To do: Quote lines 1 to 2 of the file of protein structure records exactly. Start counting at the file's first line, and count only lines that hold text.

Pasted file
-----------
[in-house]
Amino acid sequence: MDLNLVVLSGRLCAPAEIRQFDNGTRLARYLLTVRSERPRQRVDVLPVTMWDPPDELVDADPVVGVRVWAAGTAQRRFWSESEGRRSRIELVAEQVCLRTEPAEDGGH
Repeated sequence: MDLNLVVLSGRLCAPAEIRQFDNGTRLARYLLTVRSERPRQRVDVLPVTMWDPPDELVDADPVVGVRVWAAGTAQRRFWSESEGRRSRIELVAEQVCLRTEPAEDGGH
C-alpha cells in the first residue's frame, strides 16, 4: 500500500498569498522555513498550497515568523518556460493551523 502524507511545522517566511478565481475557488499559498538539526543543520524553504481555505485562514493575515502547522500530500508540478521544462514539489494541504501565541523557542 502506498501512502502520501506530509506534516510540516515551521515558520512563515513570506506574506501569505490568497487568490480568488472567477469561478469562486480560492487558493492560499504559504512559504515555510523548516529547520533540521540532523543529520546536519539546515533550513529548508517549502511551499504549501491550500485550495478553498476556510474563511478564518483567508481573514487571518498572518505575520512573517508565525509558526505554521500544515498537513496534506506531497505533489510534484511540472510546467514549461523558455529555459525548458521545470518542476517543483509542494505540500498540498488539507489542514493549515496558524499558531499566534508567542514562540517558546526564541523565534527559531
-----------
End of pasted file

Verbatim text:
[in-house]
Amino acid sequence: MDLNLVVLSGRLCAPAEIRQFDNGTRLARYLLTVRSERPRQRVDVLPVTMWDPPDELVDADPVVGVRVWAAGTAQRRFWSESEGRRSRIELVAEQVCLRTEPAEDGGH